During my time as a Christian educator, one of my primary goals was to encourage students to think for themselves. I was always confident that if Christianity was absolutely true and if students put the time and energy into thinking Christianly, they would come to the right conclusions about their faith and thus gain a greater sense of confidence. But this kind of thinking requires practice and commitment. The brain is like every other muscle; neglect to use it and it gets weaker. As I am sure you have already noticed, apologetics gets the brain juices flowing.
4. Apologetics helps us to see other parts of life and academics with a Christian worldview
Whether you are a student or not, there is little doubt you have wondered how to think about things like politics, science, history, morality, raising a family, etc. Apologetics serves as a gateway into other parts of our world largely regarded as a secular space and helps us navigate an academic world dominated by atheist and agnostic ideology.
3. It directly engages culture
Apologetics not only helps each of us think through various disciplines within the purview of a Christian worldview, but it also helps us confidently engage our culture with the gospel message in a way that is timely and relevant. Apologetic arguments offer us the opportunity to do as Paul did in Athens. He not only learned the culture and took time to think it all through; he engaged the culture from their perspective finding the means to get the gospel in a very secular and hostile place.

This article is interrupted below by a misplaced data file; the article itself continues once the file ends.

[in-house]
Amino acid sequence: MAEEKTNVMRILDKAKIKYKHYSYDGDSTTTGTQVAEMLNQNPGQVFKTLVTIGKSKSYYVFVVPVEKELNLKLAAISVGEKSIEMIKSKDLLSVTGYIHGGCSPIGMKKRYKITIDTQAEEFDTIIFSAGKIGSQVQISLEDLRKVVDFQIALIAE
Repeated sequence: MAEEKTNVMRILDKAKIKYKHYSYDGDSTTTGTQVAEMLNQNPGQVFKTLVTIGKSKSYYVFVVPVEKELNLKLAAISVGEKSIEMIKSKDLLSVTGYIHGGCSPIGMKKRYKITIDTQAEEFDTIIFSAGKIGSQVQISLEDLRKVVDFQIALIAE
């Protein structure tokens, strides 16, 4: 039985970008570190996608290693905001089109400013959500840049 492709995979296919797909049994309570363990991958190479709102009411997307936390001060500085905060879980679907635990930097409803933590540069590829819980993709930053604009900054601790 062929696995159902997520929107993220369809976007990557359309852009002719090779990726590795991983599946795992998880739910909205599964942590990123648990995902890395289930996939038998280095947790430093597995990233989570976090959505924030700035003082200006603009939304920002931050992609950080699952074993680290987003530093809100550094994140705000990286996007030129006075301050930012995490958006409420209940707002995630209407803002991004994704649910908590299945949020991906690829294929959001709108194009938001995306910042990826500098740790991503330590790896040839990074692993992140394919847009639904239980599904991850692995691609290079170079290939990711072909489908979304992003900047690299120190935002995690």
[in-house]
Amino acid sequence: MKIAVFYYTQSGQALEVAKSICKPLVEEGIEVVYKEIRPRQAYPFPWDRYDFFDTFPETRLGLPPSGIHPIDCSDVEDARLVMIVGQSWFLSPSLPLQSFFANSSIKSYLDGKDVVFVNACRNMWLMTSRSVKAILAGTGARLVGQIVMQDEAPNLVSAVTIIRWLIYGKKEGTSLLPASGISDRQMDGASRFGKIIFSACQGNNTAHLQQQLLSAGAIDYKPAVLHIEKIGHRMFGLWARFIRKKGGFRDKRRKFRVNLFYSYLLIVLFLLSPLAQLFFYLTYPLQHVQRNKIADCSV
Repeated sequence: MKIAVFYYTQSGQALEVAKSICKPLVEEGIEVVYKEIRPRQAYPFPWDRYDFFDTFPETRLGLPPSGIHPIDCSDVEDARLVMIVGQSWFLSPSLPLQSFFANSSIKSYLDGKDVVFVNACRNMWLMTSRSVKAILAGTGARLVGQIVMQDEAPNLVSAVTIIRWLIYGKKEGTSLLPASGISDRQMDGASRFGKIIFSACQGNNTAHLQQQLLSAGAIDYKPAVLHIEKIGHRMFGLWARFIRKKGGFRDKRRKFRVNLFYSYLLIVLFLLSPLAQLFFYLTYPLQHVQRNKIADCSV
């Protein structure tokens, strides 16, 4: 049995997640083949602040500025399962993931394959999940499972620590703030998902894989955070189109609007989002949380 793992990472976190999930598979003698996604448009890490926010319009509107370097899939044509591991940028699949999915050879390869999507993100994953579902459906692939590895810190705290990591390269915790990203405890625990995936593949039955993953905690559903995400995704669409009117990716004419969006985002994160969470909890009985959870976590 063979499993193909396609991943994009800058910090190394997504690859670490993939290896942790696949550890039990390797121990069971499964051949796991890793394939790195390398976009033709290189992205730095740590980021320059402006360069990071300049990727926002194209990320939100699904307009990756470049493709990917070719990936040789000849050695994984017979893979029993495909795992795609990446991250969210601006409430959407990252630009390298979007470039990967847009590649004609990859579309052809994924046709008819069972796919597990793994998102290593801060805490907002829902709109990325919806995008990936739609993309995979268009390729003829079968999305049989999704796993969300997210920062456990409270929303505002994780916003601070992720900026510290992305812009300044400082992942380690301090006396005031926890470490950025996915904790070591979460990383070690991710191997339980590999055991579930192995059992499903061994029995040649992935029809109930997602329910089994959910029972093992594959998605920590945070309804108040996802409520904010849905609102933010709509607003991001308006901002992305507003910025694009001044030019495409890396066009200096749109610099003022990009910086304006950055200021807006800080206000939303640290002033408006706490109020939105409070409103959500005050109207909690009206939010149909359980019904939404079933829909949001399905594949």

2. It answers life’s toughest questions and doubts
We all have them. Whether we admit it or not—we all have questions and doubts. I am not sure what is more frustrating, no answers at all, or an unsatisfactory answer that creates more confusion. Now I would never pretend that apologetics has all the answers—what role then would God play with bringing people into His kingdom? On some level, the Christian faith is a mystery. But so many of the questions we have about this world, the Christian worldview provides an answers and confidence in what is unseen and comfort in the hope to come.
1. Jesus did it.
Need I say more? Apologetics is advancing good reasons for believing in God, the promise of Jesus and the gospel message. Read through the gospels and you'll notice that each of Jesus' miracles there is a reason for them. He is giving a reason for believing in him. In fact, all of John’s gospel is an apologetic for who Jesus is. What better reason do we have then following the example of Jesus himself.
The reasons for apologetics being an integral part of your ministry far outweighs any excuses you could conjure up. Where should you start? Start simple. Start here (getadvocates.org).
Executive Director of AwanaYMSteve currently serves as the Executive Director of AwanaYM. Previously, Steve spent over a decade teaching high school theology from Detroit to LA. Steve holds a Masters in Theology from Moody Theological Seminary and a Masters in Christian Apologetics from Biola University. Steve speaks and writes on youth culture and apologetics. He resides in Chicago, IL with his wife and four children.
Follow Steve Kozak on Twitter: stevenmkozak